The quotee, 'One thing is certain, it is that I am
not a Marxist', has for its context Marx's and Engels' vexation with two French revolutionaries : Jules Guesde (1845-1922) and Paul Lafargue (1842-1911).
Marx and Engels ... did not wholly agree with the actions and utterances of their
French disciples [Guesde and Lafargue] .. Guesde was too eager to realize big results in his own
lifetime. He had inherited "the Parisian superstition of bandying
about the word revolution." While
Engels disapproved of Guesde's "absurd purism," of the rigidity of his
doctrine and of his desire, à la Bakunin, to dominate all organizations,
Marx reproached Lafargue for continuing "to multiply useless incidents" and for talking too loosely. "I find," wrote Marx to Engels,
"that he is too much like an oracle." In his activity, Marx said, Lafargue was "the last, earnest disciple of Bakunin." The theories and
tactics of the French leaders were so at variance with those of Marx
and Engels that the two observers in London questioned the derivation of the Guesdist doctrine. "It is true," wrote Engels to Bernstein,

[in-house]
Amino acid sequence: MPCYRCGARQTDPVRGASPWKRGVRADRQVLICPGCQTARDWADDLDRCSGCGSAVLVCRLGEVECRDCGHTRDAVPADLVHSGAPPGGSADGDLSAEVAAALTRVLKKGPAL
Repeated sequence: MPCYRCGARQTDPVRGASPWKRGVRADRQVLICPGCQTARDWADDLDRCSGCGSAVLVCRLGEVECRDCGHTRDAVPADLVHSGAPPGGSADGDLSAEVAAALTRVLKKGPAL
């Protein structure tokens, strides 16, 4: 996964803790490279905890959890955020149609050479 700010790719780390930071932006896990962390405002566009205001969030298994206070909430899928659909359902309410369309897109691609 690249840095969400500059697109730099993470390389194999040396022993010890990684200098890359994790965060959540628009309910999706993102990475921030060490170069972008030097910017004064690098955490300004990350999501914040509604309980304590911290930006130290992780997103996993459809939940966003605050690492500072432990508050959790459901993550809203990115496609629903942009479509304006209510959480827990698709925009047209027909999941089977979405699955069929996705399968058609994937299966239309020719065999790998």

"that the so-called 'Marxism' in France is quite a special product."
And after reflecting on the French version of his teachings Marx was
reported to have said to Lafargue: "One thing is certain, it is that I am
not a Marxist." (Samuel Bernstein, 'Jules Guesde, Pioneer of Marxism in France', Science & Society, Vol. 4, No. 1 (Winter, 1940), pp. 29-56: 51-2.)
For the credentials of the quote, see E. Bernstein, Die Briefe von Engels an Bernstein (Berlin, 1925), p.34 f.
Marx made this comment because he saw his followers, some at least, as solidifying his ideas and arguments into a set, finished body of doctrine. No matter how dogmatic he could be, Marx was an inquirer, or saw himself as such, who had obtained crucial insights into the nature of capitalism and the direction of history but who never supposed that his work was a finished job. He never got past the first volume of Capital, meant to be a multi-volumed work. Marx's ideas and arguments were, as far as he was concerned, work in progress even of he had achieved (to his own mind) significant progress.
There is also the point that Marx resented what he regarded as the idiosyncratic and only partially comprehending use of his ideas and arguments by groups that chose to use his name.
The idea that he had produced a comprehensive account of politics, history, economics, philosophy and society rather than penetrating, coherent and vitally illuminating insights into them struck him as absurd.